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Eight Hour Day Update

Since Denver in early May I've been running a timer to limit my work day to eight hours. I've stuck to it pretty well, long enough that I have a few observations.

Some of the expected positive outcomes are there: I have more time to attend to non-work tasks like feeding myself, getting a bit more exercise, and making plans and actions for things around my home.

But there are some negatives which suggest further effort is required.

The one that is on my mind today is that with only eight hours of continuous work in a day, it's been difficult to get anything of substance done. Not that I'm getting nothing done. Rather, the time I have available is mostly consumed by reputedly urgent requests—that are initially small but turn out not to be—from co-workers both internal to $EMPLOYER and in the OpenStack community.

In the past I would attend to these requests, clear them off the plate, and then do what I felt to be "the real work" (which could be defined, vaguely, as "improving OpenStack for the long term").

Now that I have a time limit, I rarely get to the point where I have a clean plate. If I do there's not enough time to gain the focus and flow required to do "the real work". As a result, my day to day satisfaction is poor.

I can think of a few strategies for resolving this, but both will be difficult to integrate with social mores in my daily environments:

  • Reserve entire days without attention to IRC, Slack and perhaps even email. That is, avoid interruption by being unreachable. This will be hard to do. The majority of the population in these environments is addicted to 24 hour synchronous communication and expects the same from others. People get used to it in some kind of bizarre form of Stockholm Syndrome and synchronous becomes the only reliable way to reach them.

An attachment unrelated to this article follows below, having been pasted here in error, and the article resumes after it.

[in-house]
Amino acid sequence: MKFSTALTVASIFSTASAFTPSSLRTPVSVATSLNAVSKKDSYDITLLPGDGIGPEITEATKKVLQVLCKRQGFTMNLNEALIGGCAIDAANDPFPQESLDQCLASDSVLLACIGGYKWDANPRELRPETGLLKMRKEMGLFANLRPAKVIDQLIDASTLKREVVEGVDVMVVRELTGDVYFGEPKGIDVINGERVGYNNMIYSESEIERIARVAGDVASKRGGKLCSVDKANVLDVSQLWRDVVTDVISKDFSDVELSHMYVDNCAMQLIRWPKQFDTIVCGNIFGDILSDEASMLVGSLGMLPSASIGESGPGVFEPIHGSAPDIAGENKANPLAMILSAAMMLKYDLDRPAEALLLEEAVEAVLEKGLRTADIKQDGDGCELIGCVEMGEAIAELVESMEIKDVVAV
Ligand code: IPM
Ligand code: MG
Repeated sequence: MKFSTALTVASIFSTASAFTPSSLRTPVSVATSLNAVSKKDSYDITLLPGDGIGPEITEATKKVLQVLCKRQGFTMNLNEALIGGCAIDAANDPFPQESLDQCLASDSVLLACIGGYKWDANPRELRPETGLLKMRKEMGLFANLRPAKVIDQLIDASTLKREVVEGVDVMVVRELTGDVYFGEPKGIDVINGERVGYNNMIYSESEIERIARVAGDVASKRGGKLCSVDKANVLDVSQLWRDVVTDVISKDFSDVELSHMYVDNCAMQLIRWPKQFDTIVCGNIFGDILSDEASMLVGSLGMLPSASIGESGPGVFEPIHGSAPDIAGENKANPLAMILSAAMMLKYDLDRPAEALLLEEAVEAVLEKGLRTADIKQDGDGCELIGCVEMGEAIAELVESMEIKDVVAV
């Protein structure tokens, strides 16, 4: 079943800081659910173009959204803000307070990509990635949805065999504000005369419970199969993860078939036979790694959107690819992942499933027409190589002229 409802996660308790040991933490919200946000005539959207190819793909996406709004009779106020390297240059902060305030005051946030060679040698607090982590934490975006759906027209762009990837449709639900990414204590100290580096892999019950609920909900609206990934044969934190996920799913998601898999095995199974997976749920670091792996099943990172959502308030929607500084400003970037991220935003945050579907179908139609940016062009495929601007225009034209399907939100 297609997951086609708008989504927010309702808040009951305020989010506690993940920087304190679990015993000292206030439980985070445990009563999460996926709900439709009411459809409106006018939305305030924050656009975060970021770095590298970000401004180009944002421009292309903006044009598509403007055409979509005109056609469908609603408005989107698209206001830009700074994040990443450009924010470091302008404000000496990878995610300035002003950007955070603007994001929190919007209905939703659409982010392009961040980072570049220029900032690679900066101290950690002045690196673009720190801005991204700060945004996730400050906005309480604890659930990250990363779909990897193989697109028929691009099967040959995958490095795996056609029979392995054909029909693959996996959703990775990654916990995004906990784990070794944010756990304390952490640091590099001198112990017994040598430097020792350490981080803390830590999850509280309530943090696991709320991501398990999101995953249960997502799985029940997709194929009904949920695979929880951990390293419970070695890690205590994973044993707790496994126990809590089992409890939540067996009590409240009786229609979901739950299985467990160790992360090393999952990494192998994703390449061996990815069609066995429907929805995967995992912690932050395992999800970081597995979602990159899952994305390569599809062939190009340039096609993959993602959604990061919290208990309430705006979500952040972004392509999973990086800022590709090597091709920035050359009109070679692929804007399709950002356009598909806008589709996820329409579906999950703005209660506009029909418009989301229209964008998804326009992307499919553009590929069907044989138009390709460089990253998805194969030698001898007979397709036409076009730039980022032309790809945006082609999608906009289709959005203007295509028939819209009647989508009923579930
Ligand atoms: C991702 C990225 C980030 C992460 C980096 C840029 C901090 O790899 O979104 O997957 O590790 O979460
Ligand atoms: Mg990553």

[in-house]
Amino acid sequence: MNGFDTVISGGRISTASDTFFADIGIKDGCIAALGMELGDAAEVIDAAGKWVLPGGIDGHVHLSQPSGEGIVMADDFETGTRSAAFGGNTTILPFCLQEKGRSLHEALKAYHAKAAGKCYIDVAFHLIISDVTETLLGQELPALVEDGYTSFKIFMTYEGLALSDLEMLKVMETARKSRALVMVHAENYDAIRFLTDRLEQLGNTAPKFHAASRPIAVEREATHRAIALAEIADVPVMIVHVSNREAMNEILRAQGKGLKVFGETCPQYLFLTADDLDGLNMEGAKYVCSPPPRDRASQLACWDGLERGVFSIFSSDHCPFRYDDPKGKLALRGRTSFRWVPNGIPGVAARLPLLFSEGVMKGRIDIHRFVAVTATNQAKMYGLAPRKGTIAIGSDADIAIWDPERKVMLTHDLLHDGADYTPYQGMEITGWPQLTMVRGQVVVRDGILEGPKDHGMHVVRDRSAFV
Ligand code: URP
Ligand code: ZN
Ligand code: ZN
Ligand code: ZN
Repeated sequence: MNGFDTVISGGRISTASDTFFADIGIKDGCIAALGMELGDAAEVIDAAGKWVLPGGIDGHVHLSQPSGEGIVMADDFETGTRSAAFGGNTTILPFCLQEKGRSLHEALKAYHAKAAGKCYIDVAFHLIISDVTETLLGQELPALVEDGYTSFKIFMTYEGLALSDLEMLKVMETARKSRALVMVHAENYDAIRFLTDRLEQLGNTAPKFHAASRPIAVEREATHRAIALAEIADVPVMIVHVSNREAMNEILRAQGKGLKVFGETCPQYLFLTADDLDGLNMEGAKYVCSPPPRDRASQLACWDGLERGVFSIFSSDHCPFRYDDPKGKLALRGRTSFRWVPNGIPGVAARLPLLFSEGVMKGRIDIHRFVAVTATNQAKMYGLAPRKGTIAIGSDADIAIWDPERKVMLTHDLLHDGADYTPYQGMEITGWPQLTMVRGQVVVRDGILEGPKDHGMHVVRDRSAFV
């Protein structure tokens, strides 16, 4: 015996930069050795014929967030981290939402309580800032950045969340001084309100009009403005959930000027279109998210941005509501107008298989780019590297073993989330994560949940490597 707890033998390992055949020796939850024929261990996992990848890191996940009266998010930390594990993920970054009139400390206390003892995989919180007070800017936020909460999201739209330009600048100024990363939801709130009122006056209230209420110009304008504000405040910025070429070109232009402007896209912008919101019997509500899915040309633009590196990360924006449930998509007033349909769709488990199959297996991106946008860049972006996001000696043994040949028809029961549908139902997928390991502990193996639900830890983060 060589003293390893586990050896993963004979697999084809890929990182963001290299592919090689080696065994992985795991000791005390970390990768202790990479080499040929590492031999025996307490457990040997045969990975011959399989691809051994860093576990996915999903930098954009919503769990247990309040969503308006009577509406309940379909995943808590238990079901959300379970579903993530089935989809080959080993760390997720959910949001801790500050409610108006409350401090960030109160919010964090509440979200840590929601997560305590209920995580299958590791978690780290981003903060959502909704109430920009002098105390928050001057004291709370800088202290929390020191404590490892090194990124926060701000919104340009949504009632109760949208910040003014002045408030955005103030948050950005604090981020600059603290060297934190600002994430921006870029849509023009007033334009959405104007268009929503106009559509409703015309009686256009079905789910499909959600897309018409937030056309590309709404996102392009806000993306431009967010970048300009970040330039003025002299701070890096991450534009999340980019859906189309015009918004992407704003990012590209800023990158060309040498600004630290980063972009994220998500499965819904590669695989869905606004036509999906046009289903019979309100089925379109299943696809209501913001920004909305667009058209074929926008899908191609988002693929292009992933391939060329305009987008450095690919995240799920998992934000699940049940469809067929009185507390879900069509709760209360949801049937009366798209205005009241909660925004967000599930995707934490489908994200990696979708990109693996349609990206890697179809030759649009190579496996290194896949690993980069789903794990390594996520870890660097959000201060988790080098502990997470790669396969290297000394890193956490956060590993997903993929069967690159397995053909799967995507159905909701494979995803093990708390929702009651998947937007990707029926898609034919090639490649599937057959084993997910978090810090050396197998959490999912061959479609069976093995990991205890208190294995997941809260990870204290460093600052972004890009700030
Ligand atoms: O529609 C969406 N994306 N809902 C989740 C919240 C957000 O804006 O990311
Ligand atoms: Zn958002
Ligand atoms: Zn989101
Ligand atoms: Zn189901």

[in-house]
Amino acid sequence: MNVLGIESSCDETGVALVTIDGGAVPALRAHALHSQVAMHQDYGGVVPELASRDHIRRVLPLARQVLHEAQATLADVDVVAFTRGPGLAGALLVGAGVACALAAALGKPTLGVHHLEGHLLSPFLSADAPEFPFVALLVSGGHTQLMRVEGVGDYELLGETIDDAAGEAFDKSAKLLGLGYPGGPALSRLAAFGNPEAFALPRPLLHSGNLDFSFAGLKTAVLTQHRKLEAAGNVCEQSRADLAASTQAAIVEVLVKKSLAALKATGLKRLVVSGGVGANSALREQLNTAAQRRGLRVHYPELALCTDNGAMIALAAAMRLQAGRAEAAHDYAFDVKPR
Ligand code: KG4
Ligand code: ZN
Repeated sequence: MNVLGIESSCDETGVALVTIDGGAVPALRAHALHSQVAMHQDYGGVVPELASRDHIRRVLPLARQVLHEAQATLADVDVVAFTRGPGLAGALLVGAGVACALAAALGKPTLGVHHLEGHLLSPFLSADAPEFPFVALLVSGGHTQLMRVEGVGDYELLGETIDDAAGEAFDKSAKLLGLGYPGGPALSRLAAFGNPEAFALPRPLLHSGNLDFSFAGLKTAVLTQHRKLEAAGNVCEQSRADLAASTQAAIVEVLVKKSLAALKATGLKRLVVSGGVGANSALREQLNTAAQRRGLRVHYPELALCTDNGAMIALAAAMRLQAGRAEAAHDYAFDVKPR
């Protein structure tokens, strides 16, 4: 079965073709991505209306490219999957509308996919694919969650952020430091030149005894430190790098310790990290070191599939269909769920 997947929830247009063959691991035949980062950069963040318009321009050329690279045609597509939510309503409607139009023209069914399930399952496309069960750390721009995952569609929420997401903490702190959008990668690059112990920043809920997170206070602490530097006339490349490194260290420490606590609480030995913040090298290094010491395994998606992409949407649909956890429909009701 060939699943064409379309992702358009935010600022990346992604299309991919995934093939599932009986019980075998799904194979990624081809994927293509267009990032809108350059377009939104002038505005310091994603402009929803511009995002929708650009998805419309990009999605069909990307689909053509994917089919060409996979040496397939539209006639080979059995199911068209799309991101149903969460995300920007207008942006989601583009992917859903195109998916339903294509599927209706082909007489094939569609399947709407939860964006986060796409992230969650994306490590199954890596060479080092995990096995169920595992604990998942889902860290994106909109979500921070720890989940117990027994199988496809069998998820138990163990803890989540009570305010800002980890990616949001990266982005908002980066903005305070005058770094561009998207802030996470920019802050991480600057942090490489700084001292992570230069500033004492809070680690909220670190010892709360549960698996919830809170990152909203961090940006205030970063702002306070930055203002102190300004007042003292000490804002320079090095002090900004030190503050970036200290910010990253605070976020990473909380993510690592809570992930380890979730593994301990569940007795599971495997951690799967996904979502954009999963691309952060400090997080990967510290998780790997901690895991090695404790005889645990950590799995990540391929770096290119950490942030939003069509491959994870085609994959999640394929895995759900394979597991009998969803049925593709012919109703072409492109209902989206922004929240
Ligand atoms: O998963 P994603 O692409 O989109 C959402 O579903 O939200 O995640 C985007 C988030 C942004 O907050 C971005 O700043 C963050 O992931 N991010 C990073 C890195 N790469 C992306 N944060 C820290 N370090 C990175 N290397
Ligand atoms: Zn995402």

24 hours, seven days a week contact is not how work is supposed to work. If you are a member of a team and you work this way, you are effectively encouraging, and in some cases requiring, other members of your team to work the same way.

  • Enforce a queuing mechanism. Don't let other people turn me into a stack on which they can put themselves.

These are both hard because there is always a perceived urgency. Sometimes real, sometimes not. Denying or resisting that is easily perceived as rude or unhelpful.

One of the reasons I write the placement updates is to make it clear there is a queue of placement-related work for people who either cannot or do not want to be a part of the synchronous flow of information.

I need more tools like that.

I'm not going to go back to greater than eight hour days. Until I find some better ways to manage tasks and inputs my apologies (to me and to you) for not getting the good stuff done.

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